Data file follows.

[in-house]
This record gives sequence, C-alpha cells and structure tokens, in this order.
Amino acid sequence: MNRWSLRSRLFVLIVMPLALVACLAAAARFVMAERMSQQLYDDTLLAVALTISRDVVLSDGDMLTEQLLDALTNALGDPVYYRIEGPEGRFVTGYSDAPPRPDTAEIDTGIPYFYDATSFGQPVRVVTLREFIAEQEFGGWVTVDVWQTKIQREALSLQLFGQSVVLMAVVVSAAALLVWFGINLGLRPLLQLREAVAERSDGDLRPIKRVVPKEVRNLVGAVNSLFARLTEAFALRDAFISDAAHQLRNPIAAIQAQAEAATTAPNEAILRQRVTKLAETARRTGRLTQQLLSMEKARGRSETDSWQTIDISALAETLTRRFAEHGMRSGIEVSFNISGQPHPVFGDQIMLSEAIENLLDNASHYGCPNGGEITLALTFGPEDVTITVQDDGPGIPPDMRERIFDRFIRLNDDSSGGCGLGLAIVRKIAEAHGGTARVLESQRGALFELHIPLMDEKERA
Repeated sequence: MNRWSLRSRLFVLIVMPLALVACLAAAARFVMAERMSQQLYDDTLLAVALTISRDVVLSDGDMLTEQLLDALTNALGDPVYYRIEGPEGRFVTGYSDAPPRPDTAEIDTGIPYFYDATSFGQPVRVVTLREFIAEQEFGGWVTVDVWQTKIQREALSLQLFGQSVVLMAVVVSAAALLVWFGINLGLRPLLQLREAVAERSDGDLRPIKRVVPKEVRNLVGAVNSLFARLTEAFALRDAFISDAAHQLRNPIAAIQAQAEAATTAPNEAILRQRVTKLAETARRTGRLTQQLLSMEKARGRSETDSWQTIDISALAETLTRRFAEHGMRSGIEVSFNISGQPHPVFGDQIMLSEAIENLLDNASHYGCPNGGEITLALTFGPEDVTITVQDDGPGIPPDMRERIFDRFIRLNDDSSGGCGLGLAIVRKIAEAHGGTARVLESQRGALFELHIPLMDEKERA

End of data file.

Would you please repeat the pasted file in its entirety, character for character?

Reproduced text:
[in-house]
This record gives sequence, C-alpha cells and structure tokens, in this order.
Amino acid sequence: MNRWSLRSRLFVLIVMPLALVACLAAAARFVMAERMSQQLYDDTLLAVALTISRDVVLSDGDMLTEQLLDALTNALGDPVYYRIEGPEGRFVTGYSDAPPRPDTAEIDTGIPYFYDATSFGQPVRVVTLREFIAEQEFGGWVTVDVWQTKIQREALSLQLFGQSVVLMAVVVSAAALLVWFGINLGLRPLLQLREAVAERSDGDLRPIKRVVPKEVRNLVGAVNSLFARLTEAFALRDAFISDAAHQLRNPIAAIQAQAEAATTAPNEAILRQRVTKLAETARRTGRLTQQLLSMEKARGRSETDSWQTIDISALAETLTRRFAEHGMRSGIEVSFNISGQPHPVFGDQIMLSEAIENLLDNASHYGCPNGGEITLALTFGPEDVTITVQDDGPGIPPDMRERIFDRFIRLNDDSSGGCGLGLAIVRKIAEAHGGTARVLESQRGALFELHIPLMDEKERA
Repeated sequence: MNRWSLRSRLFVLIVMPLALVACLAAAARFVMAERMSQQLYDDTLLAVALTISRDVVLSDGDMLTEQLLDALTNALGDPVYYRIEGPEGRFVTGYSDAPPRPDTAEIDTGIPYFYDATSFGQPVRVVTLREFIAEQEFGGWVTVDVWQTKIQREALSLQLFGQSVVLMAVVVSAAALLVWFGINLGLRPLLQLREAVAERSDGDLRPIKRVVPKEVRNLVGAVNSLFARLTEAFALRDAFISDAAHQLRNPIAAIQAQAEAATTAPNEAILRQRVTKLAETARRTGRLTQQLLSMEKARGRSETDSWQTIDISALAETLTRRFAEHGMRSGIEVSFNISGQPHPVFGDQIMLSEAIENLLDNASHYGCPNGGEITLALTFGPEDVTITVQDDGPGIPPDMRERIFDRFIRLNDDSSGGCGLGLAIVRKIAEAHGGTARVLESQRGALFELHIPLMDEKERA